Senators gear up for government reorg

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With agencies' draft reorganization plans due at the end of the month, senators want to focus on legislative solutions to the low-hanging fruit for improving agency efficiencies.

At a Sept. 13 Senate Homeland Security and Government Affairs committee Regulatory Affairs and Federal Management Subcommittee hearing, Chairman James Lankford (R-Okla.) said that despite modernization and reform efforts undertaken by the previous three administrations, "the job is clearly not complete."

This time around, the focal points of the Office of Management and Budget's restructuring memo are to "eliminate or reorganize unnecessary or redundant federal agencies" and to reduce the size of the workforce.

That memo set an end-of-September deadline for agencies to submit their reorganization plans, and Lankford said he "has heard positive news from many of the federal agencies" about getting them in on time.

Robert Shea, a principal of Grant Thornton's public sector practice, said, "if implemented properly, the president's executive order on reorganization could be the most ambitious reorganization of the federal government in its history."

However, he cautioned, "we shouldn't even begin this process unless we agree what outcomes we're trying to accomplish," given the costs of reorganizations.

Shea said OMB or a vendor should compile "a robust, consistent inventory of government programs," and employ data-driven analyses of which programs are -- and are not -- effective that can provide the administration and Congress something of a cost-benefit analysis.

Sen. Heidi Heitkamp (D-N.D.), the subcommittee's ranking Democrat, added that there's enough "low-hanging fruit" in government that both parties in Congress can cut.

Heitkamp said Congress owns a share of the blame for persistent inefficiencies at agencies.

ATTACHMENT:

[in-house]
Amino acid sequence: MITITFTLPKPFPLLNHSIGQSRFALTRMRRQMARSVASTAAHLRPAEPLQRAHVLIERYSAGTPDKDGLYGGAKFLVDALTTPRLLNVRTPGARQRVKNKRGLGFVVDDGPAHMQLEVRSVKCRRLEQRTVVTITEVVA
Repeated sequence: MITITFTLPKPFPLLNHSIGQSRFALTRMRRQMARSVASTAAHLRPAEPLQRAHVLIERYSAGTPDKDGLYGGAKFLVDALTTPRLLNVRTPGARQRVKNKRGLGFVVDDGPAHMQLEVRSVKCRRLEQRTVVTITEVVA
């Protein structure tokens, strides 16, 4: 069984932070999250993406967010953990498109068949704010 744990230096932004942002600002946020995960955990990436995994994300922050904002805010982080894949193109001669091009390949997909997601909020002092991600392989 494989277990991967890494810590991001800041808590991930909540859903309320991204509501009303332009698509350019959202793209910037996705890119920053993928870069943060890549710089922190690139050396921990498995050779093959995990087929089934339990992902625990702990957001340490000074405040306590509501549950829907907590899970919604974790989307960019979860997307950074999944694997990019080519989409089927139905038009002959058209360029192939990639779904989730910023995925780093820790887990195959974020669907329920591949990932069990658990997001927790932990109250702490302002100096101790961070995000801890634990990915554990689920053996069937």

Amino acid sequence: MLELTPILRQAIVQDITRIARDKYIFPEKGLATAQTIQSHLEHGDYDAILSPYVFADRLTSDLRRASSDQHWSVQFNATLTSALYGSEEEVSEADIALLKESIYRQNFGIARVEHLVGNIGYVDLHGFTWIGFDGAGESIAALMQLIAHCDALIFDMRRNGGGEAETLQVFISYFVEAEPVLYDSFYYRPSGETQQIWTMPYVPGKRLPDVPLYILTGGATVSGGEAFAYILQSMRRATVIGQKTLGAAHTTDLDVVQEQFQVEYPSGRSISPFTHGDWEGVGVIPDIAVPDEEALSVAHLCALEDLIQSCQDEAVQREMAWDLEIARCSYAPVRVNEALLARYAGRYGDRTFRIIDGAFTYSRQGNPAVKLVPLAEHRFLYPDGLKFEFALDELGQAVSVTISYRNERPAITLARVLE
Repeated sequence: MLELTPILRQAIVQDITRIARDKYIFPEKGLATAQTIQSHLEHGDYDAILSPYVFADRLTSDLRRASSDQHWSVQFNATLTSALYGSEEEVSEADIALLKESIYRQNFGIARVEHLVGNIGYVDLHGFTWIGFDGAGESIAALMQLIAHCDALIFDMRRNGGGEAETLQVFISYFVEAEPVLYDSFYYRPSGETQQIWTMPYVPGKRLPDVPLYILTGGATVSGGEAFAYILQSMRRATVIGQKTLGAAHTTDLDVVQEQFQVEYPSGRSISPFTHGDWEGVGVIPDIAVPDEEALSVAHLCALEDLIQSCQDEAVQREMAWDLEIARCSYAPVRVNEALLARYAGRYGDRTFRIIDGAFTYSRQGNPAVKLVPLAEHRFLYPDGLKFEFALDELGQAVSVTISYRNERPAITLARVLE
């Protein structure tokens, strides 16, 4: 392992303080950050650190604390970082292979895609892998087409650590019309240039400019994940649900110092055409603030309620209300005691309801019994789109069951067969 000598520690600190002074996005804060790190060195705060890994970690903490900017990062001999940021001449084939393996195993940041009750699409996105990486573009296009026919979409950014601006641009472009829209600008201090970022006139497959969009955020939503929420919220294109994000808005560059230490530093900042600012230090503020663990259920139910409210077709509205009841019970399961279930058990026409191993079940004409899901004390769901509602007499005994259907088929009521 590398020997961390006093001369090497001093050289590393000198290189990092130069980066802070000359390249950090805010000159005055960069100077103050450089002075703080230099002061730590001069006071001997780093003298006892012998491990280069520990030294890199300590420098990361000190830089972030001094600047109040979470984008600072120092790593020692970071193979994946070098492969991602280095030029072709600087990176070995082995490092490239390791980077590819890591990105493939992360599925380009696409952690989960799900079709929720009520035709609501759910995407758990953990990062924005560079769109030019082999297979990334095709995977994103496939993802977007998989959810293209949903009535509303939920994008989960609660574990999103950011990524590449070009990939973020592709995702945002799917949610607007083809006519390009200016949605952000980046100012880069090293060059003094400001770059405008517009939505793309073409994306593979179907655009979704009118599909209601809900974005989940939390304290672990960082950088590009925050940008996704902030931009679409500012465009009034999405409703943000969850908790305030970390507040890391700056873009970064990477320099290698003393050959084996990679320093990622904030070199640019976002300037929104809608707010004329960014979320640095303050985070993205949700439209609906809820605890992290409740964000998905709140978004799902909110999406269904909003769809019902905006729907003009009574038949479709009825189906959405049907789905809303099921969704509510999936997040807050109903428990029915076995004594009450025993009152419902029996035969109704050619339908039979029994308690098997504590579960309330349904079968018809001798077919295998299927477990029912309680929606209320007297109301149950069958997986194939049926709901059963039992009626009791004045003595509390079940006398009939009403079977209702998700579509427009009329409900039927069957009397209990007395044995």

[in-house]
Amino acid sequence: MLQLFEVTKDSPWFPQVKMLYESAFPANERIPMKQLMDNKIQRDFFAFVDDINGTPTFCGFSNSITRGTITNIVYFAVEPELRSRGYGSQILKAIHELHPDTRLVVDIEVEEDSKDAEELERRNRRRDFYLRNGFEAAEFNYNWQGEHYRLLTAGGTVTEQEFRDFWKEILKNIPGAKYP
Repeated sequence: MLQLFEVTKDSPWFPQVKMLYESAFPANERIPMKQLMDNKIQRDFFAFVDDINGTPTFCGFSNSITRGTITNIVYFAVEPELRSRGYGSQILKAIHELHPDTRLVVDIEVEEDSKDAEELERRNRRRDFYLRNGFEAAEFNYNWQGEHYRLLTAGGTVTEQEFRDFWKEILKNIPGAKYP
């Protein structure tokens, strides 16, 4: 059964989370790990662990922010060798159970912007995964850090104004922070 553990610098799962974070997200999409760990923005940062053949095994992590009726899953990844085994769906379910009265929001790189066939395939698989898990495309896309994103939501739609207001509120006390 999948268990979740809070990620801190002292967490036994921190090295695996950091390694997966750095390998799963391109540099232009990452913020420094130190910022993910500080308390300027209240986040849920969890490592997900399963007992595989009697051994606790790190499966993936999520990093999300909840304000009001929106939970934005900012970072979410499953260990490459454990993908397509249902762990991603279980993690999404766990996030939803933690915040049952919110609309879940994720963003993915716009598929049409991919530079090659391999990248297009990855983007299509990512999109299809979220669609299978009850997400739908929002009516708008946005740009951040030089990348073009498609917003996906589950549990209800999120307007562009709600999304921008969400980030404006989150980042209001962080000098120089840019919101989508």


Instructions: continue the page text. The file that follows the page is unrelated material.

The Government Accountability Office says "the same things over and over again... and nothing happens," she said. "We don't do appropriate oversight" to make sure different agencies aren't carrying out the same function, and employees aren't doing duplicative jobs.

Lankford noted that while OMB has taken the early lead in the restructuring effort, "real reorganization... needs to be legislative."

Shea, who served as OMB's associate director for administration and government performance under President George W. Bush, said, "it's really difficult for me to imagine Congress granting the president reorganization authority at this time in our history," but suggested there are steps OMB can take to earn that trust.

NTEU national president Tony Reardon testified about the workforce implications of a reorganization effort by an administration that has enacted a hiring freeze, targeted federal retirement and declared its intention to shrink the workforce.

"We are deeply concerned with the agencies being directed to make reductions in the workforce based only on proposed budgets that do not yet have congressional approval," he said.

About the Author

Chase Gunter is a staff writer covering civilian agencies, workforce issues, health IT, open data and innovation.

Prior to joining FCW, Gunter reported for the C-Ville Weekly in Charlottesville, Va., and served as a college sports beat writer for the South Boston (Va.) News and Record. He started at FCW as an editorial fellow before joining the team full-time as a reporter.

Gunter is a graduate of the University of Virginia, where his emphases were English, history and media studies.

Click here for previous articles by Gunter, or connect with him on Twitter: @WChaseGunter


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